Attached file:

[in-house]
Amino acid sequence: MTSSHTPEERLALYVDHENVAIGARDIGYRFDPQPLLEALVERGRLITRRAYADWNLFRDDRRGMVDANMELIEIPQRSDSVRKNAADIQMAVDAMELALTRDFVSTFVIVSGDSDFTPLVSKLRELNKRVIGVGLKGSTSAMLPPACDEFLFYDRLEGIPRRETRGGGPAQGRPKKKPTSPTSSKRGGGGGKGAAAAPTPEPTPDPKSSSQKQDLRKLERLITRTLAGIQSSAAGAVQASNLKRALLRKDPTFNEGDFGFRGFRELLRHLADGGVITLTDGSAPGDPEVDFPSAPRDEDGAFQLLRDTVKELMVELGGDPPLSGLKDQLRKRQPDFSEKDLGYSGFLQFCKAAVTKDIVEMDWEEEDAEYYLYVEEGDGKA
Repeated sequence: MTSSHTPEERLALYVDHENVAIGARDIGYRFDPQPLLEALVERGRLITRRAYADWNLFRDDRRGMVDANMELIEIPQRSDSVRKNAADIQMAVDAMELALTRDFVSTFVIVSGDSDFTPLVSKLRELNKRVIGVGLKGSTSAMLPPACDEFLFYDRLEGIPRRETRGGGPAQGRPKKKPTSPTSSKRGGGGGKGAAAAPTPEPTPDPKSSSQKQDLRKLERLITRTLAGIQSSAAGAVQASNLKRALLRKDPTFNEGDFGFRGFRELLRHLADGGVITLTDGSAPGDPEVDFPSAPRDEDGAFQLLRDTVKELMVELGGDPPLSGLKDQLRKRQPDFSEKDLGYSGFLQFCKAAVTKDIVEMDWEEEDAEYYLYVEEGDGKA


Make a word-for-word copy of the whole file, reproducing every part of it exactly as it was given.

[in-house]
Amino acid sequence: MTSSHTPEERLALYVDHENVAIGARDIGYRFDPQPLLEALVERGRLITRRAYADWNLFRDDRRGMVDANMELIEIPQRSDSVRKNAADIQMAVDAMELALTRDFVSTFVIVSGDSDFTPLVSKLRELNKRVIGVGLKGSTSAMLPPACDEFLFYDRLEGIPRRETRGGGPAQGRPKKKPTSPTSSKRGGGGGKGAAAAPTPEPTPDPKSSSQKQDLRKLERLITRTLAGIQSSAAGAVQASNLKRALLRKDPTFNEGDFGFRGFRELLRHLADGGVITLTDGSAPGDPEVDFPSAPRDEDGAFQLLRDTVKELMVELGGDPPLSGLKDQLRKRQPDFSEKDLGYSGFLQFCKAAVTKDIVEMDWEEEDAEYYLYVEEGDGKA
Repeated sequence: MTSSHTPEERLALYVDHENVAIGARDIGYRFDPQPLLEALVERGRLITRRAYADWNLFRDDRRGMVDANMELIEIPQRSDSVRKNAADIQMAVDAMELALTRDFVSTFVIVSGDSDFTPLVSKLRELNKRVIGVGLKGSTSAMLPPACDEFLFYDRLEGIPRRETRGGGPAQGRPKKKPTSPTSSKRGGGGGKGAAAAPTPEPTPDPKSSSQKQDLRKLERLITRTLAGIQSSAAGAVQASNLKRALLRKDPTFNEGDFGFRGFRELLRHLADGGVITLTDGSAPGDPEVDFPSAPRDEDGAFQLLRDTVKELMVELGGDPPLSGLKDQLRKRQPDFSEKDLGYSGFLQFCKAAVTKDIVEMDWEEEDAEYYLYVEEGDGKA